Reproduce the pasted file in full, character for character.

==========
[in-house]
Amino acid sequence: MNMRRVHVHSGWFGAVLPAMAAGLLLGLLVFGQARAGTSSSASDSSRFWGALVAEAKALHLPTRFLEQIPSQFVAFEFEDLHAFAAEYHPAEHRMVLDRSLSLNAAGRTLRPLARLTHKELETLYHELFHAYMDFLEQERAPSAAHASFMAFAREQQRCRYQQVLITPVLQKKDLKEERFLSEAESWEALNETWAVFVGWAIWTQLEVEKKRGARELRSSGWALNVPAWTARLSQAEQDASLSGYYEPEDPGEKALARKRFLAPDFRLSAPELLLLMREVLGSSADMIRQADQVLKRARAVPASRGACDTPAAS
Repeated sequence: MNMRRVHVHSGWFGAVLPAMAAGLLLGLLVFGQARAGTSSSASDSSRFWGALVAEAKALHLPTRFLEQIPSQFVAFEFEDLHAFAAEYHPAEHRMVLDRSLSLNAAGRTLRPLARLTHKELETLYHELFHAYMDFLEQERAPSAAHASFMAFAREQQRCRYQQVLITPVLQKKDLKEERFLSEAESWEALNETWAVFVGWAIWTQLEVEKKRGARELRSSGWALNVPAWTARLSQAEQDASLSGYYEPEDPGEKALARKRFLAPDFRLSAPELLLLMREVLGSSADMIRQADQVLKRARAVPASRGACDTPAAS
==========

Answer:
[in-house]
Amino acid sequence: MNMRRVHVHSGWFGAVLPAMAAGLLLGLLVFGQARAGTSSSASDSSRFWGALVAEAKALHLPTRFLEQIPSQFVAFEFEDLHAFAAEYHPAEHRMVLDRSLSLNAAGRTLRPLARLTHKELETLYHELFHAYMDFLEQERAPSAAHASFMAFAREQQRCRYQQVLITPVLQKKDLKEERFLSEAESWEALNETWAVFVGWAIWTQLEVEKKRGARELRSSGWALNVPAWTARLSQAEQDASLSGYYEPEDPGEKALARKRFLAPDFRLSAPELLLLMREVLGSSADMIRQADQVLKRARAVPASRGACDTPAAS
Repeated sequence: MNMRRVHVHSGWFGAVLPAMAAGLLLGLLVFGQARAGTSSSASDSSRFWGALVAEAKALHLPTRFLEQIPSQFVAFEFEDLHAFAAEYHPAEHRMVLDRSLSLNAAGRTLRPLARLTHKELETLYHELFHAYMDFLEQERAPSAAHASFMAFAREQQRCRYQQVLITPVLQKKDLKEERFLSEAESWEALNETWAVFVGWAIWTQLEVEKKRGARELRSSGWALNVPAWTARLSQAEQDASLSGYYEPEDPGEKALARKRFLAPDFRLSAPELLLLMREVLGSSADMIRQADQVLKRARAVPASRGACDTPAAS